Pope Francis tells retired Benedict: 'We are brothers'
CASTEL GANDOLFO, Italy | The two men in white embraced and showed one another the deference owed a pope in ways that surely turned Vatican protocol upside down: A reigning pope telling a retired one, "We are brothers," and insisting that they pray side-by-side during a date to discuss the future of the Catholic Church.
Pope Francis traveled Saturday from the Vatican to this hilltown south of Rome to have lunch with his predecessor, Benedict XVI, an historic and potentially problematic melding of the papacies that has never before confronted the church.
Saturday's encounter provided perhaps the most enduring images of this papal transition as popes present and past embraced, prayed and broke bread together.
President Obama ends Mideast trip with tour of ancient Petra
PETRA, Jordan | President Barack Obama set aside the Middle East's tricky politics Saturday to marvel at the beauty of one of the region's most stunning sites, the fabled ancient city of Petra.
"This is pretty spectacular," he said, craning his neck to gaze up at the rock faces after emerging from a narrow pathway into a sun-splashed plaza in front of the grand Treasury. The soaring facade is considered the masterpiece of the ancient city carved into the rose-red stone by the Nabataeans more than 2,000 years ago.
Obama's turn as tourist capped a four-day visit to the Middle East that included stops in Israel and the West Bank, as well Jordan.
French officials confirm death of al-Qaida chief Abou Zeid
PARIS | The al-Qaida-linked warlord Abou Zeid was killed in combat with French-led troops in Mali in February, France said Saturday, ending weeks of uncertainty about whether one of the group's leading commanders in the region was dead.
In a statement Saturday the office of French President Francois Hollande said the death was "definitively confirmed" and that the killing "marks an important step in the fight against terrorism in the Sahel."
Abdelhamid Abou Zeid, thought to be 47, was a pillar of the southern realm of al-Qaida in the Islamic Maghreb, or AQIM, responsible for the death of at least two European hostages and a leader of the extremist takeover of the north.
Cyprus officials racing to complete alternative rescue plan
NICOSIA, Cyprus | Politicians in Cyprus were racing Saturday to complete an alternative plan raising funds necessary for the country to qualify for an international bailout, with a potential bankruptcy just three days away.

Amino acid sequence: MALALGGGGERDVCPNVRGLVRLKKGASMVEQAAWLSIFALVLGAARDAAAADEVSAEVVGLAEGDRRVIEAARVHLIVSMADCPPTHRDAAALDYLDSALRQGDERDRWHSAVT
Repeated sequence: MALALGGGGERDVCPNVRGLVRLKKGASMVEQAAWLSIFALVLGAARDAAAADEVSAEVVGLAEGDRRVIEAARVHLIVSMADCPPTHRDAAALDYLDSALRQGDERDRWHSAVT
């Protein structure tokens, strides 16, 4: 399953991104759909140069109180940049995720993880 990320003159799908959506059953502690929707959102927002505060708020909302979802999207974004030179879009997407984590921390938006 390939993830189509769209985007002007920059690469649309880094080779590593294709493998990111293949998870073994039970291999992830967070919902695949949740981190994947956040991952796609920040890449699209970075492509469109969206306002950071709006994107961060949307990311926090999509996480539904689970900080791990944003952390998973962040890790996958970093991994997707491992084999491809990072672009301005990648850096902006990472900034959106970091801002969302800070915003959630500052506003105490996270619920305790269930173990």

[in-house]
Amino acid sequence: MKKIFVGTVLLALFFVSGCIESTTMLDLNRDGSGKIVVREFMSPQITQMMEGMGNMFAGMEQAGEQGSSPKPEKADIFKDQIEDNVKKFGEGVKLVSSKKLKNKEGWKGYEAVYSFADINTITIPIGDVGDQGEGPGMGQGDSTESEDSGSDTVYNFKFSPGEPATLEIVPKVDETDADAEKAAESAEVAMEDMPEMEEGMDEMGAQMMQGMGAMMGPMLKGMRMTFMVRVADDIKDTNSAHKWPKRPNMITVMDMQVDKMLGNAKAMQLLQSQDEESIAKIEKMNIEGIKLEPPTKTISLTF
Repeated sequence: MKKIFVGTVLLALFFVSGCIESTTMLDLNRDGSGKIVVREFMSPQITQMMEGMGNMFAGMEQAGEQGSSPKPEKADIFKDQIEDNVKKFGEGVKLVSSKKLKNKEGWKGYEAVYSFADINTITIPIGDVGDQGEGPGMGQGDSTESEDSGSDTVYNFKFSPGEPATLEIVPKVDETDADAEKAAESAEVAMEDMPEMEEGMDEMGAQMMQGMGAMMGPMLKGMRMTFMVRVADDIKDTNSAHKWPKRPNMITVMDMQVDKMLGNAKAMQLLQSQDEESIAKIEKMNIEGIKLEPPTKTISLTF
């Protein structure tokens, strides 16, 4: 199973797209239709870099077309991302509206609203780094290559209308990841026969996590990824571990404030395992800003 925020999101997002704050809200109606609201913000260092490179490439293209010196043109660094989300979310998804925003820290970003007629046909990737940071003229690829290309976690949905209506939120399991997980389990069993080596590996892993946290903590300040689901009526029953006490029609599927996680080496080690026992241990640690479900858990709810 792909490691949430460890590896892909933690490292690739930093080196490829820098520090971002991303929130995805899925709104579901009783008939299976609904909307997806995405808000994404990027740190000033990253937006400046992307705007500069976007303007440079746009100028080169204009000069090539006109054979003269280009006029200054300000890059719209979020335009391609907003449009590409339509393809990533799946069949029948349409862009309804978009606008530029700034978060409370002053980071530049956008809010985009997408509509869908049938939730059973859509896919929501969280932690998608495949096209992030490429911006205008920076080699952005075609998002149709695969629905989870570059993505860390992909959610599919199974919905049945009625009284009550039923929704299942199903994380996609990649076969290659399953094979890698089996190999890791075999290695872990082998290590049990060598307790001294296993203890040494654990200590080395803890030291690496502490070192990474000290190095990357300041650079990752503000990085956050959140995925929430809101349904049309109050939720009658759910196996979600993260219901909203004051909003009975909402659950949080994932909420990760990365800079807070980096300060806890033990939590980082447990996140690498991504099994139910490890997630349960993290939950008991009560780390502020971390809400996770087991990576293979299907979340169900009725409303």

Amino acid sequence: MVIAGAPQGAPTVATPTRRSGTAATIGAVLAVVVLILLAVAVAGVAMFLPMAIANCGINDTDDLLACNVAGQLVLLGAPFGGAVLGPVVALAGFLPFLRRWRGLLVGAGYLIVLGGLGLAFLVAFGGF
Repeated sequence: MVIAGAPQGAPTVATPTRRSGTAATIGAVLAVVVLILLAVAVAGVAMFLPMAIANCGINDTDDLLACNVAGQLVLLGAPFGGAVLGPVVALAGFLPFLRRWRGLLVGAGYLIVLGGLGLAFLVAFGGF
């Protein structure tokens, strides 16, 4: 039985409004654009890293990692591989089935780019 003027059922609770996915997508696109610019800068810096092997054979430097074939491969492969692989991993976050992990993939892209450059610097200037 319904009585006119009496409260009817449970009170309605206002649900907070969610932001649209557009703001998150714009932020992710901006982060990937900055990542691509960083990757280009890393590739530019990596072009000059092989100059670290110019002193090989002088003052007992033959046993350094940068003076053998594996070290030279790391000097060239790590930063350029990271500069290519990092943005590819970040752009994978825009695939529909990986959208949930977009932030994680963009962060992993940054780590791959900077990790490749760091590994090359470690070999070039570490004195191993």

Finance Minister Michalis Sarris said "significant progress" had been made, and that new legislation raising funds could be completed and debated in Parliament as early as Saturday evening, although the timing was not certain.
Cyprus has been told it must raise 5.8 billion euros ($7.5 billion) in order to secure 10 billion euros in rescue loans from other European countries that use the single currency, and from the International Monetary Fund. The country's lawmakers soundly rejected an unpopular initial plan that would have seized up to 10 percent of people's bank accounts, and is now seeking a way to raise the desperately needed money.
But the idea of a deposit grab returned to the fore after Cyprus' talks with longtime ally Russia for help broke down.
UK police say Russian oligarch Boris Berezovsky found dead
LONDON | Boris Berezovsky, a self-exiled and outspoken former Russian oligarch who had a bitter falling out with Russian President Vladimir Putin, has been found dead in southeast England, police said Saturday. He was 67.
Thames Valley police said his death was being treated as unexplained. They would not directly identify him, but when asked about him by name they read a statement saying they were investigating the death of a 67-year-old man at a property in Ascot, a town 25 miles west of London.
A mathematician-turned-Mercedes dealer, Berezovsky amassed his wealth during Russia's chaotic privatization of state assets in the early 1990s. In return for backing former Russian President Boris Yeltsin, he gained political clout and opportunities to buy state assets at knockdown prices.
But the one-time Kremlin powerbroker fell out with Putin and sought political asylum in Britain in the early 2000s. He has lived in the U.K. ever since.